•  Is the volunteer working in expectation of compensation? Courts will explore whether the purported volunteer receives compensation in exchange for the labor, along with the individual’s motivation for accepting the sub-minimum wage compensation. Compensation may be provided as cash or in-kind services. 29 U.S.C. § 203(m). For example, providing food and shelter to otherwise homeless individuals in exchange for their labor is compensation. Tony and Susan Alamo Foundation v. Sec’y of Labor, 471 U.S. 290, 291 (1985). However, if the homeless individual primarily seeks work-related rehabilitation, and the food or shelter is provided to facilitate this goal, then although it may be in-kind compensation, the volunteer has not worked in expectation of it. Williams v. Strickland, 87 F.3d 1064, 1068 (9t Cir. 1996). Likewise, if the volunteer recovers only expenses, such as gas mileage to and from the event, the reimbursement merely enables the volunteer to deliver service and does not create an expectation of compensation. U.S. Department of Labor, Wage and Hour Division, Opinion Letter, FLSA2006-18.. Courts may also consider how closely the arrangement resembles a traditional employment relationship. When volunteers receive more compensation for better performance or the equivalent of commission (Tony and Susan Alamo Foundation v. Sec’y of Labor, 471 U.S. 290, 291 (1985)), or work a traditional 8-hour day, report in for shifts, and use the same tracking system for hours worked as regular employees (Archie v. Grand Central Partnership, Inc., 997 F.Supp. 504, 535 (S.D.N.Y. 1998)) the court is more likely to find the business owes minimum wage. Is the volunteer displacing employees? Employees are displaced where a volunteer fills a role that is part of the regular, necessary complement of workers. Donovan v. American Airlines, Inc., 686 F.2d 267 (5t Cir. 1982); Archie v. Grand Central Partnership, Inc., 997 F.Supp. 504, 535 (S.D.N.Y. 1998). The displacement may also take the form of a reduction in hours for current employees. U.S. Department of Labor, Wage and Hour Division, Opinion Letter, FLSA2002-9. Also, if volunteers are doing the same work as otherwise regularly employed persons Donovan v. American Airlines, Inc., 686 F.2d 267, 272 (5t Cir. 1982), the business could continue to provide the same level of service or production without the engagement of volunteers or the court may find an employee has been displaced. Solis v. Laurelbrook Sanitarium and School, Inc., 642 F.3d 518, 530-531 (6t Cir. 2011). On the other hand, if employees supervise volunteers the court may assume that no employee has been displaced because the additional labor required for supervision makes up for any additional work the volunteer might accomplish. Solis v. Laurelbrook Sanitarium and School, Inc., 642 F.3d 518, 530-531 (6t Cir. 2011).Does the volunteer grant the business a competitive advantage? Courts have shown some willingness to carve out an exception where the use of volunteer labor does not grant a competitive advantage, even though the volunteer may displace an employee. Where a service position was created to accommodate conscientious objectors within a nonprofit organization, the court declined to find the volunteer was an employee. Penn Community Services, Inc. v. Isaacson, 450 F.2d 1306 (4t Cir. 1971). In a second situation where the entire operation would cease to exist without the volunteer opportunities filled by students and where employees served out of religious conviction, the court found the business did not operate in a regular marketplace. Solis v. Laurelbrook Sanitarium and School, Inc., 642 F.3d 518, 520, 531 (6t Cir. 2011). If educational benefits are a part of the discussion: Recognizing that some work positions can actually benefit the volunteer more than the business, courts have found that if a volunteer receives a high quality educational experience, the employer need not also provide a minimum wage. The key in this analysis is whether the individual or the business primarily benefits from the arrangement. McLaughlin v. Ensley, 877 F.2d 1207, 1210 (4t Cir. 1989); Solis v. Laurelbrook Sanitarium and School, Inc., 642 F.3d 518, 525 (6t Cir. 2011).  In assessing an educational experience, some courts have drawn a distinction between work experience alone and an educational program. Work experience, such as simply following employees on their stocking routes, constitutes poor quality education because it relates only to the specific business and not to an industry in general. McLaughlin v. Ensley, 877 F.2d 1207, 1209 (4th Cir. 1989). Adding counseling, orientation, or work progress reports to a work experience does not bring it up to the level of an educational program either. Archie v. Grand Central Partnership, Inc., 997 F.Supp. 504, 533 (S.D.N.Y. 1998). On the other hand, where interns emerge from an experiential learning position fully qualified for employment, the court is more likely to find that the pursuit primarily benefitted the intern. Donovan v. American Airlines, Inc., 686 F. 2d 267, 273 (5t Cir. 1982). Whether the balance of the benefit tips towards the intern or the business also depends on the role of volunteers in light of the employer’s overall business model. In one case illustrating this distinction, the business had three times as many volunteers as compared to regular employees and could not possibly have satisfied its service contracts without volunteers. Archie v. Grand Central Partnership, Inc., 997 F.Supp. 504, 535 (S.D.N.Y. 1998). But in a separate case where trainees provided a significant amount of the business’ useful work, the state had accredited the internship program and employees spent a significant amount of time training interns. As a result, no minimum wage was owed. See Solis v. Laurelbrook Sanitarium and School, Inc., 642 F.3d 518, 532 (6t Cir. 2011).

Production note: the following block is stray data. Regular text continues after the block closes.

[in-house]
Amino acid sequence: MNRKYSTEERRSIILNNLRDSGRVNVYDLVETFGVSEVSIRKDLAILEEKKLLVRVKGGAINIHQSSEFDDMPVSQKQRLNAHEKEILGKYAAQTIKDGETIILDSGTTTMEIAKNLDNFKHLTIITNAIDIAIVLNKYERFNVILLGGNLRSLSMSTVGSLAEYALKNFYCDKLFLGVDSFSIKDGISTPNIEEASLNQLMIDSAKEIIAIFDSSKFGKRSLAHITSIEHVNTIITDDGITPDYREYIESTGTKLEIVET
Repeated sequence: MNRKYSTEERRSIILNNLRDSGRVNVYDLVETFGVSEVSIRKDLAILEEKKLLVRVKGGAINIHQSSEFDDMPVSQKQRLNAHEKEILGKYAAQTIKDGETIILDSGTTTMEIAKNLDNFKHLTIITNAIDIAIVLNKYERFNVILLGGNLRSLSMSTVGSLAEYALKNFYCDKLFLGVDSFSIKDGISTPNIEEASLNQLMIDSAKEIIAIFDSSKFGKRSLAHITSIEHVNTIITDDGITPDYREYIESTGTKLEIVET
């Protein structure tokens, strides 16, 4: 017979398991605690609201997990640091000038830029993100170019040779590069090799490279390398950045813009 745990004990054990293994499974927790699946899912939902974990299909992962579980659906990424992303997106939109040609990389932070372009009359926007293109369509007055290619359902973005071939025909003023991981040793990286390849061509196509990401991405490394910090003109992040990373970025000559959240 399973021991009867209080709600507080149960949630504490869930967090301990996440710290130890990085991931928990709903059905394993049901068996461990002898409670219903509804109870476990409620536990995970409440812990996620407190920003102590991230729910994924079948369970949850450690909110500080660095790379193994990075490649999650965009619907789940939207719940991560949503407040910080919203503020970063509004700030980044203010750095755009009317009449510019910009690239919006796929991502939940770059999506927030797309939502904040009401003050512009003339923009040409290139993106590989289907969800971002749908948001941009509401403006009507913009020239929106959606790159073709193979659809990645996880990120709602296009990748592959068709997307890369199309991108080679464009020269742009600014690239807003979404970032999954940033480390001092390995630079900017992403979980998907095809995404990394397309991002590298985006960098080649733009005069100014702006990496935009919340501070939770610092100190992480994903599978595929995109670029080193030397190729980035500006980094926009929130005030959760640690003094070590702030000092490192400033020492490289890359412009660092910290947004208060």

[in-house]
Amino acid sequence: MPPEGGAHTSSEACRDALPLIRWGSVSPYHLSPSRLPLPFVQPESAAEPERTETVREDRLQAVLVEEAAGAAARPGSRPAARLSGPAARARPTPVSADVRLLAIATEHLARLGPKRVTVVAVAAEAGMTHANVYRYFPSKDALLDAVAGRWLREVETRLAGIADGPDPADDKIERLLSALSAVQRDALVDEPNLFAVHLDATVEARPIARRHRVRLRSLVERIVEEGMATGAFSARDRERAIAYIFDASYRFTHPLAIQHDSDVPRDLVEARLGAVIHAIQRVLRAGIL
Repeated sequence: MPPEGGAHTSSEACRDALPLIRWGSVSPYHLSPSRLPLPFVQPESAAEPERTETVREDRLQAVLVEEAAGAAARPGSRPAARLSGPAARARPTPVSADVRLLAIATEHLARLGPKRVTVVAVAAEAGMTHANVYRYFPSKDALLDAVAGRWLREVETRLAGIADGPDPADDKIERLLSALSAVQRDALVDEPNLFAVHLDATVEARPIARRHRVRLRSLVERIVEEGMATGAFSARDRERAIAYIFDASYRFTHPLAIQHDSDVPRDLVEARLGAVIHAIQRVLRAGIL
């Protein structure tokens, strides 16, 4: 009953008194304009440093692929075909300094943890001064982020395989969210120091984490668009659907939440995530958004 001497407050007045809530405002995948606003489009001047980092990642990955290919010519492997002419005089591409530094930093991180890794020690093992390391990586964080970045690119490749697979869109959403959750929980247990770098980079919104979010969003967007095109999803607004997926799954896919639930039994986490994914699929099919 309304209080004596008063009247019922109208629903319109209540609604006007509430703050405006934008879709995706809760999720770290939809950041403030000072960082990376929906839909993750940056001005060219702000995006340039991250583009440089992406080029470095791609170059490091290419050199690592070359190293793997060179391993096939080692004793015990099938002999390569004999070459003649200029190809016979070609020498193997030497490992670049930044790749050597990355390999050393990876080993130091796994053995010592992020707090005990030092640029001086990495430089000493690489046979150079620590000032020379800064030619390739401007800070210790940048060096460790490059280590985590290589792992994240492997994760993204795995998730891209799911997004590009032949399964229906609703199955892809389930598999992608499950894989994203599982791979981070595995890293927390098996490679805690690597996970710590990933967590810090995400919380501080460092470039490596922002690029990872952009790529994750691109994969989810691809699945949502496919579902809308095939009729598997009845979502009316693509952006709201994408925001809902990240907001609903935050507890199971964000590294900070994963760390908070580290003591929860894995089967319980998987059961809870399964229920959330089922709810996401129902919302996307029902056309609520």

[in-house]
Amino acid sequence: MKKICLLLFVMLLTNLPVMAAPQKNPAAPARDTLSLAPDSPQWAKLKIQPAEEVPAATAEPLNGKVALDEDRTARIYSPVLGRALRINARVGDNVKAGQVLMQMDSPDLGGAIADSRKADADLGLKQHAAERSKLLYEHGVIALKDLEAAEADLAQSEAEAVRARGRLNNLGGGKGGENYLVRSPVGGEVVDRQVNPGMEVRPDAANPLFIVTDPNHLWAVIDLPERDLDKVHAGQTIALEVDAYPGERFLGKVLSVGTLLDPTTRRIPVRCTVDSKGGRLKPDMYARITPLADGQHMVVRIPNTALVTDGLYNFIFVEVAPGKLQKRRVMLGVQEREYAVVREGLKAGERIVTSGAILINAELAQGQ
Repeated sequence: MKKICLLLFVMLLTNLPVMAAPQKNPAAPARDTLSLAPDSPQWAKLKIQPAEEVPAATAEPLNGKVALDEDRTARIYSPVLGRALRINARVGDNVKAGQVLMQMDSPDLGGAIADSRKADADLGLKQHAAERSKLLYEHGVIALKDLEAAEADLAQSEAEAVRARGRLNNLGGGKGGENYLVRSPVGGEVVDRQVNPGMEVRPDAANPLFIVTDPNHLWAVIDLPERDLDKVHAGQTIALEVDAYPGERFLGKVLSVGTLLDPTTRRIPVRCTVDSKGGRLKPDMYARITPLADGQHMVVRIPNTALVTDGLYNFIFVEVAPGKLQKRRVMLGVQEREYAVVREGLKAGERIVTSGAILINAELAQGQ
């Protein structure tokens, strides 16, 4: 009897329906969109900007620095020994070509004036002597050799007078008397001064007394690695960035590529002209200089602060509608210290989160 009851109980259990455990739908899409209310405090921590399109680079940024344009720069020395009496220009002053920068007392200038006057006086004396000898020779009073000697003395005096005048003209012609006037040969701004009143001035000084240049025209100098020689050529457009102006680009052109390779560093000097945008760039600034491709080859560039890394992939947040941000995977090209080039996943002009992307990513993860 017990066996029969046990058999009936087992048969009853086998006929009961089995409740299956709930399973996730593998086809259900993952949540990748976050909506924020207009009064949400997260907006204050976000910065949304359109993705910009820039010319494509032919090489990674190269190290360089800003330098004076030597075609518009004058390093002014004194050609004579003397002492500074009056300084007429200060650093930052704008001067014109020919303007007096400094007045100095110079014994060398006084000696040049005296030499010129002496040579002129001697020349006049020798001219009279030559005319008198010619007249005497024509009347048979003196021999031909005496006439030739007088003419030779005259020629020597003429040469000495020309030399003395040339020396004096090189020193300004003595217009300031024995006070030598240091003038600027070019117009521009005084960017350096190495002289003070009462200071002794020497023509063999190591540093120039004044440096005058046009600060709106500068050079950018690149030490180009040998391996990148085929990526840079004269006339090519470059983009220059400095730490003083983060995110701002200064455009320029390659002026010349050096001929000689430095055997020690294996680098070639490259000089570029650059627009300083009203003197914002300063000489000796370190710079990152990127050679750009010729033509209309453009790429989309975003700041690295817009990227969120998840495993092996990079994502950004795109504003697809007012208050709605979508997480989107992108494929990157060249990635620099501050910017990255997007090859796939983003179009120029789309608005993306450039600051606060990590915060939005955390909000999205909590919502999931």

• Since the man-day threshold is sooner exceeded where the operation uses more workers for shorter work periods, a farm with a significant volunteer labor force may exceed the threshold even without full-time employees. Also, the small farm exception is limited to agricultural labor. 29 U.S.C. § 203(f), 29 C.F.R. Part 780, Subpart B. Diversified and direct to consumer farms that utilize volunteer labor may also unwittingly assign non-agricultural labor to volunteers, eliminating small farm exemption from federal minimum wage for the entire workweek in which the labor was performed. 29 C.F.R. § 780.11.